His punishment reassures the faithful that their struggle was not in vain
The public embrace of Novak Djokovic was nice while it lasted. Now it’s back to controversy, complete with media tut-tutting that the Serb is setting a bad example. After a public outcry, and some thunderous grandstanding from Australian PM Scott Morrison, the Serb’s visa, for which he had obtained a vaccine exemption owing to prior Covid infection, was rejected upon landing in Australia this week, with the government announcing that it would deport the world No. 1 (Djokovic has been allowed to stay pending the result of an emergency appeal). “No one is above these rules,” Morrison solemnly announced.
Novak, of course, is exactly the sort of wellness eccentric who’s become public enemy number one under Covid. He’s a holistic health nut with a soft spot for positive psychology and wellness fads that might be generously described as “woo.” There’s his famous gluten- and dairy-free, don’t-call-it vegan diet, which he was inspired to adopt in 2010, after Serb nutritionist and “energetic medicine” practitioner Igor Cetojevic determined the star was gluten-intolerant by asking him to hold a slice of bread against his stomach. There’s the marathon yoga sessions. The biofeedback devices. The hyperbaric chambers. The algae smoothies. The Bosnian energy pyramids. The wolf energy. The “energetical transformation” of polluted water into healing water. It’s Joe Rogan filtered through Orthodox mysticism and sports-psychology Zen.
But however dubiously Novak arrived at his views, here, he has the science on his side. He has immunity from a previous Covid-19 infection, which is good enough for a Covid certificate in the EU and means that he is at least as, if not more, protected from catching and spreading the virus as are vaccinated players. Regarding his own health, he is young, at 34, and not merely healthy but one of the healthier men on the planet. Even without natural immunity, his risk from the virus would be minimal; with it, he is probably more at risk of being struck by lightning, getting crushed to death by a vending machine, or having an adverse reaction to the vaccine itself.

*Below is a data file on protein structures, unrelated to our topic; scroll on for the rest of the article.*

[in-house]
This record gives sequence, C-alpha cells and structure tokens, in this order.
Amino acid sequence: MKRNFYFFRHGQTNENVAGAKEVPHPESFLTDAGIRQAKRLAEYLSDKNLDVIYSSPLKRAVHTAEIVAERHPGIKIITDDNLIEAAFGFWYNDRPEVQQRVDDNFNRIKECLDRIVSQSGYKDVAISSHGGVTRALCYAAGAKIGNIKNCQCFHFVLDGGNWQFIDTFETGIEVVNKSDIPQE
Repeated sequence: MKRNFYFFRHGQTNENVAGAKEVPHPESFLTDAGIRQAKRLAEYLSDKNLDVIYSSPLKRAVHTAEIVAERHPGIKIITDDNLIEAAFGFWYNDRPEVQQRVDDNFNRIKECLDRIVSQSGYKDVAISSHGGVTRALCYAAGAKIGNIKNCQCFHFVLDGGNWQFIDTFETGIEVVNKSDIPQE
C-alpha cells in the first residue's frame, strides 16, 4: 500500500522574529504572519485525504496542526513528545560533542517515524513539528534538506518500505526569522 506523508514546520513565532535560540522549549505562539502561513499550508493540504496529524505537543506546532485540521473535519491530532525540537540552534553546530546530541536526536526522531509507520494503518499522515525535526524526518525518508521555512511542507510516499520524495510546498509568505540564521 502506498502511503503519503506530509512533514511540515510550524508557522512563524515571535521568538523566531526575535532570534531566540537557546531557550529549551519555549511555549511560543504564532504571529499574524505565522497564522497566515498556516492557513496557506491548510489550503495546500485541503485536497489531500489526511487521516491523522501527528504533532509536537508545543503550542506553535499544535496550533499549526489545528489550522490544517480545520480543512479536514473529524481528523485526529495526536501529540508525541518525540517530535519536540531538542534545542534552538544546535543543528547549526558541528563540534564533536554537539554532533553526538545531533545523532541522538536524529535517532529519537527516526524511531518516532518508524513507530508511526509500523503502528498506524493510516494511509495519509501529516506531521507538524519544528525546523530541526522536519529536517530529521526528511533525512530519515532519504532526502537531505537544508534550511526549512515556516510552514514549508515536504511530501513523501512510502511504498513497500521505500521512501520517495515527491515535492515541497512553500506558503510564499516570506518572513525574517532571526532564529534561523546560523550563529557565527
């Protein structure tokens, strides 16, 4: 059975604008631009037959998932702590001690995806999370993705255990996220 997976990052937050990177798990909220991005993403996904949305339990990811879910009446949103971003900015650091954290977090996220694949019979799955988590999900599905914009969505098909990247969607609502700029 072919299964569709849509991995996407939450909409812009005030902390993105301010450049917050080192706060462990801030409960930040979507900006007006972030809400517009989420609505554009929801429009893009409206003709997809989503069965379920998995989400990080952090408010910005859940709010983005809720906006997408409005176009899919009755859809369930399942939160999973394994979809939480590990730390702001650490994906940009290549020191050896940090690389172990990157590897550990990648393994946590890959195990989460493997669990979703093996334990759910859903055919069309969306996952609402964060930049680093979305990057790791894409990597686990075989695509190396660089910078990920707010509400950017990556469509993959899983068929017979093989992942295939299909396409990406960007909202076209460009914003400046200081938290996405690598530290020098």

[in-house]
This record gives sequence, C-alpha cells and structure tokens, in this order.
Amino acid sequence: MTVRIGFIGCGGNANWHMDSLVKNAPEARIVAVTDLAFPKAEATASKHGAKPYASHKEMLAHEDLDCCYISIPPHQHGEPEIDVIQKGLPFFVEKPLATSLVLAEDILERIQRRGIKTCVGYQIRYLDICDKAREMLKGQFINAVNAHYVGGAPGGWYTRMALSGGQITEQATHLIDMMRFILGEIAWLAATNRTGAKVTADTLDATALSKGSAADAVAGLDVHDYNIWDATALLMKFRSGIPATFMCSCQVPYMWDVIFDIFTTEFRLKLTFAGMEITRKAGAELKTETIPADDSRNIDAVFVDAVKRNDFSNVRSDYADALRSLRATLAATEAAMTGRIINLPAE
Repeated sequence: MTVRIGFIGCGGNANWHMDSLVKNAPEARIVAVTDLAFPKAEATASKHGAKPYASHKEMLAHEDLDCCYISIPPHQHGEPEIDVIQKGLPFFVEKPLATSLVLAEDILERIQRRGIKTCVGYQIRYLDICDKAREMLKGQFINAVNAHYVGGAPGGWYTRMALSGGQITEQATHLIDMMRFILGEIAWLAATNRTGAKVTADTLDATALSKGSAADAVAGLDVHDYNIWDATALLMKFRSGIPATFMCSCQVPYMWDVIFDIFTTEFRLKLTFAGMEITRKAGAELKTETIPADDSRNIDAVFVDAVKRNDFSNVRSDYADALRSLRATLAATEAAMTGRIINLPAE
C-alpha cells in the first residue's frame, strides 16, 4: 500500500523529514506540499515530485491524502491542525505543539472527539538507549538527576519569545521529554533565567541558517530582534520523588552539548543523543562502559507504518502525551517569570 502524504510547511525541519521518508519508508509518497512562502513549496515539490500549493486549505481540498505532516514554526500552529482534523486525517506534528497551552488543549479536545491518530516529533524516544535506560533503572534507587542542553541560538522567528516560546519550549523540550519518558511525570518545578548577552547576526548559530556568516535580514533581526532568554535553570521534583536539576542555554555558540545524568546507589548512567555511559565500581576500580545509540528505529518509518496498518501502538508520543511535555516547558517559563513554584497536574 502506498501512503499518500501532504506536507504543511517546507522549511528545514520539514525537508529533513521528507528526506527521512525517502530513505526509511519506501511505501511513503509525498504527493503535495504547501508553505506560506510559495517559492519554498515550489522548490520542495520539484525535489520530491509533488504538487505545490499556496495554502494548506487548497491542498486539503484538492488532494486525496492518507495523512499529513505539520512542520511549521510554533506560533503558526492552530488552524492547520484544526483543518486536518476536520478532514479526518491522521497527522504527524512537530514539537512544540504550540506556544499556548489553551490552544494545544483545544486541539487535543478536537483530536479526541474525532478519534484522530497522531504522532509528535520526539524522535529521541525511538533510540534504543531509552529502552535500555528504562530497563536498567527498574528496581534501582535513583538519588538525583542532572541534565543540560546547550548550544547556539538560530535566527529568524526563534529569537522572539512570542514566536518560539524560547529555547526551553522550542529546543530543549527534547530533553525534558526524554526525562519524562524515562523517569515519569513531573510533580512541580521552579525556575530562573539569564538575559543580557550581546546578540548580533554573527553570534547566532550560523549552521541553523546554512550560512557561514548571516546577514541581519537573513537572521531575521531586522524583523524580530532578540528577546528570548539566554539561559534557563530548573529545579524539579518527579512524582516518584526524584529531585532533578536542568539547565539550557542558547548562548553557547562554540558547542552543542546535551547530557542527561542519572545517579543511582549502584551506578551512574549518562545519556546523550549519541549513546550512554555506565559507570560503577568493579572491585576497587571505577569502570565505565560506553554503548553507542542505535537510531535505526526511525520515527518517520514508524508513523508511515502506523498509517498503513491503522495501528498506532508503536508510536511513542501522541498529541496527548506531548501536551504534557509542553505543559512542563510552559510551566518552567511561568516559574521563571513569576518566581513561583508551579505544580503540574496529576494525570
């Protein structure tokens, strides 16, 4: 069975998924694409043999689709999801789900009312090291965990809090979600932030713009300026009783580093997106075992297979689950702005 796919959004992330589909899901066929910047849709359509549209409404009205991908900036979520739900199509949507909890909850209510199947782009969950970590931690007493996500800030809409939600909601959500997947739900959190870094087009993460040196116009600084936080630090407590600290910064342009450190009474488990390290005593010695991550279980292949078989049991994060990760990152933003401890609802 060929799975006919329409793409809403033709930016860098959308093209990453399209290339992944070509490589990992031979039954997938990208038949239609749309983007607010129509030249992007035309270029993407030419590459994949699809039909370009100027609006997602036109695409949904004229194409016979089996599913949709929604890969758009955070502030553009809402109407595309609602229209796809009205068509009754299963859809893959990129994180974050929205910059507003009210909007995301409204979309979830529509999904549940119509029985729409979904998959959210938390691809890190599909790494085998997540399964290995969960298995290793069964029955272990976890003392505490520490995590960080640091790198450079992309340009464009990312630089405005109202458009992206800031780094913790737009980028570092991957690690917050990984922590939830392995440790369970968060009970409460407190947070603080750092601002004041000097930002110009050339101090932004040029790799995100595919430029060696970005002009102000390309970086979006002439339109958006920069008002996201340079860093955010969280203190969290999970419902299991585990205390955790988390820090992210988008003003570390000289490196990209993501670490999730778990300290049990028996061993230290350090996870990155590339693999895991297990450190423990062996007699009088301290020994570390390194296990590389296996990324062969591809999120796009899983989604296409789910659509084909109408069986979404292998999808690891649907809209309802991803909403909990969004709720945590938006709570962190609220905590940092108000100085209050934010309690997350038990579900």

Almost no-one, however, is even pretending that this is really a health issue. It’s a question of Novak “following the rules,” regardless of whether those rules make any sense, and of the Australians justifying to themselves their own tremendously strict Covid regime, even as Omicron is making a mockery of its ostensible goal — a state of “Covid-zero”. Is Novak really harming anybody? No. Still, he must abandon his “stubbornness,” according to Boris Becker.
In this sense, the Djokovic controversy is a case study in how the rationale for strict Covid measures in places like Australia and American blue cities has evolved over the course of the pandemic. Once ostensibly science-based measures to stop the spread and eradicate the disease, they are now theatrical rituals intended to convey seriousness, reassure the compliant that their sacrifices have not been in vain, and punish the noncompliant, even — and one might say especially — in cases where their noncompliance is perfectly rational from the perspective of public and individual health.
Novak’s fans, especially in Serbia, have long felt that he doesn’t get a fair shake — that he’s routinely victimised by the irrational biases and superstitions of the outside world. In this case, assuming Australia goes ahead and denies him the opportunity to compete for a record-breaking 21st Grand Slam title, they’ll be proven right.